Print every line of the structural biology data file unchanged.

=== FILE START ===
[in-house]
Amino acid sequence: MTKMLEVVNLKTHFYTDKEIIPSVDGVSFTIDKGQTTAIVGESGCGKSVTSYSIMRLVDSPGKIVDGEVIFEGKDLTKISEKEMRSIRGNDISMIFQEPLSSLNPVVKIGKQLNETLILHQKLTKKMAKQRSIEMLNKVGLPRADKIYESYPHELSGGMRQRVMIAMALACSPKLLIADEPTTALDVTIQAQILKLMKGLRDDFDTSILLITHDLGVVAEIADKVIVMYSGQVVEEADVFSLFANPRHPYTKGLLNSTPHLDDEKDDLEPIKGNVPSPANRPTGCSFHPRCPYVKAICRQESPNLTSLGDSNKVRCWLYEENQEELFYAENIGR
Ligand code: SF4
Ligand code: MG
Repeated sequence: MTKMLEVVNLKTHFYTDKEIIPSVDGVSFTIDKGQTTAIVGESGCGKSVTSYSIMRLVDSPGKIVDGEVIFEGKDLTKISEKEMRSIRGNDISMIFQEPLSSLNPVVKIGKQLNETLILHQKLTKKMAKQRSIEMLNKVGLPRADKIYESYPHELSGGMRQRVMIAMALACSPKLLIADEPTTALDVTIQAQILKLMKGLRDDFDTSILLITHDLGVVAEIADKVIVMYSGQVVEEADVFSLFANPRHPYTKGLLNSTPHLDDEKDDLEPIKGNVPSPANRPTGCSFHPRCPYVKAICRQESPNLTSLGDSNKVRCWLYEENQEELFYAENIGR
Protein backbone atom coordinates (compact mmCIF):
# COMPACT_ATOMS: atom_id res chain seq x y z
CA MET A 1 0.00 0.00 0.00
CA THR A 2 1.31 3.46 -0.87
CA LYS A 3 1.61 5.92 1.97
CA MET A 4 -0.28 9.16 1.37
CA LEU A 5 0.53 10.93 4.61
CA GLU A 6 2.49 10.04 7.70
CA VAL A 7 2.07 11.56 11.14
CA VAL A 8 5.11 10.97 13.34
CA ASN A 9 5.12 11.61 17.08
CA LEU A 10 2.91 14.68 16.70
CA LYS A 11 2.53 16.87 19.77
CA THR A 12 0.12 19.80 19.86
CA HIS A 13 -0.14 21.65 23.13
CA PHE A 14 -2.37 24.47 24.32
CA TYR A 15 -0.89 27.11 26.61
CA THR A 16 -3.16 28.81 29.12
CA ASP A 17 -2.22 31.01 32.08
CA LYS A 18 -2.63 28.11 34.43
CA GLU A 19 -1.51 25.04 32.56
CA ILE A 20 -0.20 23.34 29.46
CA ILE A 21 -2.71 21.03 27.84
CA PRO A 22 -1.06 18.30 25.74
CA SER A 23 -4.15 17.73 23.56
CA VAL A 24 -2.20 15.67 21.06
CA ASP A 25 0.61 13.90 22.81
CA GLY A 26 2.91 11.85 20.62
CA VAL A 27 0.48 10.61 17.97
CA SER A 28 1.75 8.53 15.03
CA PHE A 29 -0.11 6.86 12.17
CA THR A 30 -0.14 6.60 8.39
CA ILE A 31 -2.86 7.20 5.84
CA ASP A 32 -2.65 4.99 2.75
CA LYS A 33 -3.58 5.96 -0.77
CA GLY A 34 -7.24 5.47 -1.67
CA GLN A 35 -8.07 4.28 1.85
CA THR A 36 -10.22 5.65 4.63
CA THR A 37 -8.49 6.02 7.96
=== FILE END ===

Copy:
[in-house]
Amino acid sequence: MTKMLEVVNLKTHFYTDKEIIPSVDGVSFTIDKGQTTAIVGESGCGKSVTSYSIMRLVDSPGKIVDGEVIFEGKDLTKISEKEMRSIRGNDISMIFQEPLSSLNPVVKIGKQLNETLILHQKLTKKMAKQRSIEMLNKVGLPRADKIYESYPHELSGGMRQRVMIAMALACSPKLLIADEPTTALDVTIQAQILKLMKGLRDDFDTSILLITHDLGVVAEIADKVIVMYSGQVVEEADVFSLFANPRHPYTKGLLNSTPHLDDEKDDLEPIKGNVPSPANRPTGCSFHPRCPYVKAICRQESPNLTSLGDSNKVRCWLYEENQEELFYAENIGR
Ligand code: SF4
Ligand code: MG
Repeated sequence: MTKMLEVVNLKTHFYTDKEIIPSVDGVSFTIDKGQTTAIVGESGCGKSVTSYSIMRLVDSPGKIVDGEVIFEGKDLTKISEKEMRSIRGNDISMIFQEPLSSLNPVVKIGKQLNETLILHQKLTKKMAKQRSIEMLNKVGLPRADKIYESYPHELSGGMRQRVMIAMALACSPKLLIADEPTTALDVTIQAQILKLMKGLRDDFDTSILLITHDLGVVAEIADKVIVMYSGQVVEEADVFSLFANPRHPYTKGLLNSTPHLDDEKDDLEPIKGNVPSPANRPTGCSFHPRCPYVKAICRQESPNLTSLGDSNKVRCWLYEENQEELFYAENIGR
Protein backbone atom coordinates (compact mmCIF):
# COMPACT_ATOMS: atom_id res chain seq x y z
CA MET A 1 0.00 0.00 0.00
CA THR A 2 1.31 3.46 -0.87
CA LYS A 3 1.61 5.92 1.97
CA MET A 4 -0.28 9.16 1.37
CA LEU A 5 0.53 10.93 4.61
CA GLU A 6 2.49 10.04 7.70
CA VAL A 7 2.07 11.56 11.14
CA VAL A 8 5.11 10.97 13.34
CA ASN A 9 5.12 11.61 17.08
CA LEU A 10 2.91 14.68 16.70
CA LYS A 11 2.53 16.87 19.77
CA THR A 12 0.12 19.80 19.86
CA HIS A 13 -0.14 21.65 23.13
CA PHE A 14 -2.37 24.47 24.32
CA TYR A 15 -0.89 27.11 26.61
CA THR A 16 -3.16 28.81 29.12
CA ASP A 17 -2.22 31.01 32.08
CA LYS A 18 -2.63 28.11 34.43
CA GLU A 19 -1.51 25.04 32.56
CA ILE A 20 -0.20 23.34 29.46
CA ILE A 21 -2.71 21.03 27.84
CA PRO A 22 -1.06 18.30 25.74
CA SER A 23 -4.15 17.73 23.56
CA VAL A 24 -2.20 15.67 21.06
CA ASP A 25 0.61 13.90 22.81
CA GLY A 26 2.91 11.85 20.62
CA VAL A 27 0.48 10.61 17.97
CA SER A 28 1.75 8.53 15.03
CA PHE A 29 -0.11 6.86 12.17
CA THR A 30 -0.14 6.60 8.39
CA ILE A 31 -2.86 7.20 5.84
CA ASP A 32 -2.65 4.99 2.75
CA LYS A 33 -3.58 5.96 -0.77
CA GLY A 34 -7.24 5.47 -1.67
CA GLN A 35 -8.07 4.28 1.85
CA THR A 36 -10.22 5.65 4.63
CA THR A 37 -8.49 6.02 7.96